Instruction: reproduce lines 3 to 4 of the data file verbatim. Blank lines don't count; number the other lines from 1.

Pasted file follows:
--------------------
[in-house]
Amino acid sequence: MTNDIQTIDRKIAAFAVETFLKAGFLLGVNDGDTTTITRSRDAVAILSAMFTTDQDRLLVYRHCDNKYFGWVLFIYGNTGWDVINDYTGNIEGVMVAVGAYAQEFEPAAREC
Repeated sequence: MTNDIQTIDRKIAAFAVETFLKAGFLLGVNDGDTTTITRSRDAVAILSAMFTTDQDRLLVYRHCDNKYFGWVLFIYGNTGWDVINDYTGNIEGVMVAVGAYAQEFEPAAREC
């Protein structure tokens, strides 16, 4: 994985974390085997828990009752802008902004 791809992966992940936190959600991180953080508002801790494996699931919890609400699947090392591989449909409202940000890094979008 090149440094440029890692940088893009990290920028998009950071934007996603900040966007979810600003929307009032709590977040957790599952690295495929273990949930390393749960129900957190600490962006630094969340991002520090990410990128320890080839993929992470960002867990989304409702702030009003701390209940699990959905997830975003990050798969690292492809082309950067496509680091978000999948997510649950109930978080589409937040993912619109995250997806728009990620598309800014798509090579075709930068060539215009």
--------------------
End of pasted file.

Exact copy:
Repeated sequence: MTNDIQTIDRKIAAFAVETFLKAGFLLGVNDGDTTTITRSRDAVAILSAMFTTDQDRLLVYRHCDNKYFGWVLFIYGNTGWDVINDYTGNIEGVMVAVGAYAQEFEPAAREC
């Protein structure tokens, strides 16, 4: 994985974390085997828990009752802008902004 791809992966992940936190959600991180953080508002801790494996699931919890609400699947090392591989449909409202940000890094979008 090149440094440029890692940088893009990290920028998009950071934007996603900040966007979810600003929307009032709590977040957790599952690295495929273990949930390393749960129900957190600490962006630094969340991002520090990410990128320890080839993929992470960002867990989304409702702030009003701390209940699990959905997830975003990050798969690292492809082309950067496509680091978000999948997510649950109930978080589409937040993912619109995250997806728009990620598309800014798509090579075709930068060539215009």